Evolving Role of the Criminal Justice System with Mental Health Offenders
Health Affairs is requesting abstracts for its theme issue on behavioral health, which will present work pertaining to policies involved in the delivery of mental health and substance abuse services. 15 to 20 peer review articles will be published in June 2016
This paper will discuss the evolution of the criminal justice system to better deal with mentally ill offenders. Current practices are forcing mental health counselors to work with jails, police officers, probation officers, and the courts. Police and corrections officers have had to adjust their procedures and practices to better interact with mental health offenders which was previously seen as a mental hospital function. Mental health courts require mental health counselors to evaluate and present recommendations on the best course with a mentally ill offender. This presents patient confidentiality issues while law enforcement is presenting a case for punishment.
The mental health counseling and criminal justice system was developed through different avenues. Mental health counseling focused on the treatment of the patient. Law enforcement, jails and the courts concentrated on control and punishment of the offender regardless of the mental status. However, with the shift of mental health policy, better cooperation and treatment of the offender is required by both the mental health community and criminal justice.
The evolution of the criminal justice system began with Dorothea Dix, a Sunday school teacher who walked into a basement in the 1800’s to find naked individuals chained to a wall. The belief was a person with mental illness actually converted to a primal state not requiring clothes. In Memphis, TN a mentally ill offender was killed by police officers. This resulted in a combined effort by police, mental health counselors and local hospitals in a better approach to deal with these offenders. Crisis Intervention Teams are used to intervene on the streets with mentally ill offenders in crisis.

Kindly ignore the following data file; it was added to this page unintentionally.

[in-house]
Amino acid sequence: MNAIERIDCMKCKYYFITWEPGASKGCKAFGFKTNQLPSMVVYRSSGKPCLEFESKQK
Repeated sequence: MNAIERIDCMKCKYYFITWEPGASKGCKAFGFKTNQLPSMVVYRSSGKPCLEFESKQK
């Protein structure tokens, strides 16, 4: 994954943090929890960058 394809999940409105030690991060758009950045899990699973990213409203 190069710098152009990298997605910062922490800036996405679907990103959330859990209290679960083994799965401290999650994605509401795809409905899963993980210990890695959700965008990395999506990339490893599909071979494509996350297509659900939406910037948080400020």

While some large jails maintained mental health units, many smaller jails and Department of Corrections (DOC) prisons did not provide adequate resources. Bradley vs Haley (1992) involved the severe lack of adequate mental health care, lack of mental health training for corrections officer and other issues in Alabama DOC. Crisis Intervention Teams and mental health training was later developed in many jails.
Many criminal courts realized the current system was not adequate to effectively deal with the needs of the mentally ill offender. The mental health court was seen as a cooperative effort between the need for punishment and treatment. This required a higher level of cooperation from law enforcement, jails and mental health counselors.
In-service and college curriculum on mental health had to developed and provided to all aspects of the criminal justice system and mental health providers to better work together in these situations. In most Crisis Intervention Training sessions, users of the mental health services discusses their experiences with criminal justice (law enforcement, jails , courts) on how it could be improved. It has become important the different aspects/approaches/ viewpoints on the mentally ill offender come together to effectively and safely deal with the situation.
Additional content will be provided upon request.